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Habits of the House Audio CD – Audiobook, CD, Unabridged


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Habits of the House + Long Live the King (Habits of the House) + The New Countess (Habits of the House)
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Product Details

  • Series: Habits of the House (Book 1)
  • Audio CD
  • Publisher: Macmillan Audio; Unabridged edition (January 15, 2013)
  • Language: English
  • ISBN-10: 1427228914
  • ISBN-13: 978-1427228918
  • Product Dimensions: 5.7 x 5.3 x 0.8 inches
  • Shipping Weight: 8 ounces (View shipping rates and policies)
  • Average Customer Review: 3.3 out of 5 stars  See all reviews (81 customer reviews)
  • Amazon Best Sellers Rank: #1,342,705 in Books (See Top 100 in Books)

Editorial Reviews

From Booklist

Before there was Downton Abbey, there was Upstairs, Downstairs, and, having written the first episode of that iconic television series, it is only fitting that Weldon now returns to the scene of the crime to further explore the disparate worlds of “them that has and those what serve ’em.” On the brink of the twentieth century, all is not well in the House of Dilberne. The earl has gambled away most of his patrimony and lost the remainder in an ill-timed investment. Inspired by his own fortuitous marriage to Isobel, daughter of a wealthy coal baron, his lordship’s only hope of saving the family bacon is to marry his son, Arthur, off to the daughter of an American businessman. What with Arthur’s predilection for a local trollop and preoccupation with experimental automobiles, this won’t be an easy task. Luckily, there’s a mansion’s worth of dubiously loyal maids, butlers, and cooks to conduct vital backroom negotiations. Always a ripe target for mockery and disdain, the British aristocracy comes in for a thorough drubbing in Weldon’s snarky send-up. HIGH-DEMAND BACKSTORY: The first novel in beloved British writer Weldon’s new series launches with a hefty print run and all-out national marketing campaign carrying the banner, “Poised for Bestsellerdom.” --Carol Haggas --This text refers to an out of print or unavailable edition of this title.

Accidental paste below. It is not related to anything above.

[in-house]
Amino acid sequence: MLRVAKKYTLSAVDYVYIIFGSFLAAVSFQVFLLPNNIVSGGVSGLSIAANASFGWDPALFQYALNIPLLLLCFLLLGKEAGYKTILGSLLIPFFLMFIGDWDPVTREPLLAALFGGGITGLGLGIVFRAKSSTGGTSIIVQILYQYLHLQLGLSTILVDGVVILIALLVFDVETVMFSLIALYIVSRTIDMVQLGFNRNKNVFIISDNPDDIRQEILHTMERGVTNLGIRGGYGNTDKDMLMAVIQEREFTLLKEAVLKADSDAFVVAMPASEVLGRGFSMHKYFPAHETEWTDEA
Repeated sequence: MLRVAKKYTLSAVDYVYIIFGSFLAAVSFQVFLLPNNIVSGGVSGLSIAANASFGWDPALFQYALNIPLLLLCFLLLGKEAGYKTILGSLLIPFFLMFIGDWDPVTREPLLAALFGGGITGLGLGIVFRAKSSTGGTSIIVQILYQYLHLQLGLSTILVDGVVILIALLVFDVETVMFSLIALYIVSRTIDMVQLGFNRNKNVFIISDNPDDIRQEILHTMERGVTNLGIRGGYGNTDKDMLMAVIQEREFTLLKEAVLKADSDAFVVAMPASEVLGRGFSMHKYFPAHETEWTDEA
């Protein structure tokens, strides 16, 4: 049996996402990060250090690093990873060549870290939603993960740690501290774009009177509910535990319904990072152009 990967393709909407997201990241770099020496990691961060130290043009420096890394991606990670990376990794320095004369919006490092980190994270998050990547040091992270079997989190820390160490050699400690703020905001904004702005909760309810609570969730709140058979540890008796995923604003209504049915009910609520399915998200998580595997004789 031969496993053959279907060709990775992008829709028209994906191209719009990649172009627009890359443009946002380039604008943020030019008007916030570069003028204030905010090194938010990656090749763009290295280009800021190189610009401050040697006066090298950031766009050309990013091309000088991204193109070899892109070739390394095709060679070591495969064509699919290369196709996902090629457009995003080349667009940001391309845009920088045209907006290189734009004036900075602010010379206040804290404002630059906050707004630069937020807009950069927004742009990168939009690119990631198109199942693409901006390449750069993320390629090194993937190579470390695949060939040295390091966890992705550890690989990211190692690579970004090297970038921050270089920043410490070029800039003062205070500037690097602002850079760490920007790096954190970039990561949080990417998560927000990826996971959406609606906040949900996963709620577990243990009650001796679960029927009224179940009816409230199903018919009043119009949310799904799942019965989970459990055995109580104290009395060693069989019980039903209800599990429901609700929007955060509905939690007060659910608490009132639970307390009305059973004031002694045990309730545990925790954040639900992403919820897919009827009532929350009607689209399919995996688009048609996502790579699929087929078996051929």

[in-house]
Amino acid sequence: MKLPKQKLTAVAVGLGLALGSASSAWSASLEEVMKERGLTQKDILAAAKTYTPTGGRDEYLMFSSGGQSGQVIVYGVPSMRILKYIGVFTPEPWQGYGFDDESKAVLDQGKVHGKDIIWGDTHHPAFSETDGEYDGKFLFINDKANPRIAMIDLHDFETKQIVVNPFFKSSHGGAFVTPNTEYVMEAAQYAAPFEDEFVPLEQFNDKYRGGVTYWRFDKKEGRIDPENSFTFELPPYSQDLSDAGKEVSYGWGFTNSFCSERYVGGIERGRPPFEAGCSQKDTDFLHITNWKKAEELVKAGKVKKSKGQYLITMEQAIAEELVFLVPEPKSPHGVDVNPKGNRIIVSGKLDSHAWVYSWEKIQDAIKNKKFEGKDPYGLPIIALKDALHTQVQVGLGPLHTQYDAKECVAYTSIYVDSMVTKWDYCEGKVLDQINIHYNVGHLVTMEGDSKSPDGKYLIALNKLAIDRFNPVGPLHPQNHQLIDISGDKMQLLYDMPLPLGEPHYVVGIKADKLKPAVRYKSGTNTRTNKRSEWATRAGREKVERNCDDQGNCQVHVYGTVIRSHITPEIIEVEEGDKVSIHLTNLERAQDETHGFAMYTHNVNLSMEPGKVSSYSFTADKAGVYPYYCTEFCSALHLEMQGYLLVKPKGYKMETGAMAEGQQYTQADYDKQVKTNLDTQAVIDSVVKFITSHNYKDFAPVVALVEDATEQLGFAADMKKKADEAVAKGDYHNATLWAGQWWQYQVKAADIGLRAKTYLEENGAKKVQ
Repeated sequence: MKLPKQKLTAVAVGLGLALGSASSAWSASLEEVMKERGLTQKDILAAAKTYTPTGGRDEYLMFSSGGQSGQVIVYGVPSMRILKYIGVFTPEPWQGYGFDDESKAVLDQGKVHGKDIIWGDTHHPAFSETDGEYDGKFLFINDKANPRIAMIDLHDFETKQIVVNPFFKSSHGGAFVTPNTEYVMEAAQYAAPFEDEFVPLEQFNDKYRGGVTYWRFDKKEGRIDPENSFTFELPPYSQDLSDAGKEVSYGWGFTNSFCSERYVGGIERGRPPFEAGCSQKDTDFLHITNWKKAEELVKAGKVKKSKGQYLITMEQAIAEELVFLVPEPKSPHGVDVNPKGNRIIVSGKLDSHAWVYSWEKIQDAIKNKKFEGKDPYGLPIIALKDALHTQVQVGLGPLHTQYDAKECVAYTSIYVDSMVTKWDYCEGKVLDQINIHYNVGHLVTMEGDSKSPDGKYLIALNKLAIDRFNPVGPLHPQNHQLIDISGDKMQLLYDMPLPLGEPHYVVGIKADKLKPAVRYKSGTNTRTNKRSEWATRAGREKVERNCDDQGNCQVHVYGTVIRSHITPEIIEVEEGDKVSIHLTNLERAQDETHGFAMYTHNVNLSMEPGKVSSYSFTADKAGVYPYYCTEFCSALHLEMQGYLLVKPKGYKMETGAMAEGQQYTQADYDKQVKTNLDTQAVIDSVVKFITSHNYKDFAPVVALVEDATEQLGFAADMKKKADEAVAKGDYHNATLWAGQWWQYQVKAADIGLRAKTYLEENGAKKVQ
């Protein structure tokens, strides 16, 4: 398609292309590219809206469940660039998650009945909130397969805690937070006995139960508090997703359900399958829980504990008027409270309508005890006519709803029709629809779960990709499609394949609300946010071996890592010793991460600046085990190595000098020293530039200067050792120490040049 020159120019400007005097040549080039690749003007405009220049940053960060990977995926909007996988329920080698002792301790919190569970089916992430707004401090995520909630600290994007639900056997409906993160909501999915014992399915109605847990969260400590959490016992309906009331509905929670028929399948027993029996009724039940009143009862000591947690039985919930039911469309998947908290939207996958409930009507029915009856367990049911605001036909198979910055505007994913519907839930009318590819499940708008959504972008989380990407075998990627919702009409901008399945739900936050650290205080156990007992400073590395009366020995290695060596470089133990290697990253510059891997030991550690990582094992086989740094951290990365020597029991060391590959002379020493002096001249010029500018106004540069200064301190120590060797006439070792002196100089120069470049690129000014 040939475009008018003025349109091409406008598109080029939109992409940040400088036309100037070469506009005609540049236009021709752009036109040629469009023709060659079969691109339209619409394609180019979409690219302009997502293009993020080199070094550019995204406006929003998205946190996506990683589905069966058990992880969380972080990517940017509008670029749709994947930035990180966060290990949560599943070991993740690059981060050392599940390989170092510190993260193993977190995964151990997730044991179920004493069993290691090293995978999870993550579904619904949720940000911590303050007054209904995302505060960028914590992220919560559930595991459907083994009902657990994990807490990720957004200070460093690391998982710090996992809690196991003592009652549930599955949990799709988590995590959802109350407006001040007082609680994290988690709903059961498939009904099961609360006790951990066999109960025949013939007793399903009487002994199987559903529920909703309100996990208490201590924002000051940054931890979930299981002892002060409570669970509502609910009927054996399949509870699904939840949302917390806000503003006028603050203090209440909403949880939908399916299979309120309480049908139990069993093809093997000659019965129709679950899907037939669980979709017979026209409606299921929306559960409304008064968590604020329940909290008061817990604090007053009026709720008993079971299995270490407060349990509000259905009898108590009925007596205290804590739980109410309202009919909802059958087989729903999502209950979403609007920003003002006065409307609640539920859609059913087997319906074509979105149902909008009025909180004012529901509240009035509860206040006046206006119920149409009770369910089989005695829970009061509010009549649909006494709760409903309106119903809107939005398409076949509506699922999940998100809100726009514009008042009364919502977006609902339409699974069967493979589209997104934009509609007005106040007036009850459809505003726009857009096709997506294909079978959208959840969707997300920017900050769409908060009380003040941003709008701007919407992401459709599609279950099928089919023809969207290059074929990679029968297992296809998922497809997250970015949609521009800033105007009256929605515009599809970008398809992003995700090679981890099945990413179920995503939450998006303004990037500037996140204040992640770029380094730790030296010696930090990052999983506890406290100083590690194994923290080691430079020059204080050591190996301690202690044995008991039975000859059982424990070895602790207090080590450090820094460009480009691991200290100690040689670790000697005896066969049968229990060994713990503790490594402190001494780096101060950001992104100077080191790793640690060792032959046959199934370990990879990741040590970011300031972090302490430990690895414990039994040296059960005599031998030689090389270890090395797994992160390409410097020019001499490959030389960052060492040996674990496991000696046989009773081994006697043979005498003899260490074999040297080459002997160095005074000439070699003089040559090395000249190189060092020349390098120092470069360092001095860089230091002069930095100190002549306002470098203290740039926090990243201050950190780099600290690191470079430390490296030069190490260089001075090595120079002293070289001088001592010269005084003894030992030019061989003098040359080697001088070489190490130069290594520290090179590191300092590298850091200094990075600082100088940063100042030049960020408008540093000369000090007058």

Review

“Settle in for a good, entertaining comedy of manners as Katherine Kellgren reads with all the appropriate accents.” – BookPage

 

“With a tony accent and wry humor, Katherine Kellgren narrates this story of an upper-class family on the verge of losing the life its members have always known…Written by the author of ‘Upstairs Downstairs,’ Habits of the House will delight fans of ‘Downton Abbey’ and those who enjoy dry wit coupled with excellent narration.” – AudioFile Magazine

 

“Narrator Kellgren creates distinct voices for all involved: servants, aristocracy and wealthy, title-seeing Americans.” – The Plain Dealer

 

“Habits of the House, an energetic story of the Dilberne family during a few months in 1899, is read at Gatling-gun speed and very effectively by Katherine Kellgren.” – The Winston-Salem Journal

 

“Narrator Katherine Kellgren creates an amazing variety of voices for the numerous characters both British and American…Kellgren captures the subtle humor and the satire in author Fay Weldon’s writing.” – Sound Commentary


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Customer Reviews

It's the first book of a trilogy due to be out in 2013, and I look forward to reading the remaining two volumes.
Sharon E. Cathcart
I didn't care if the family survived, I didn't care about the marriage prospects of Arthur or Rosina, and I didn't care about their parents.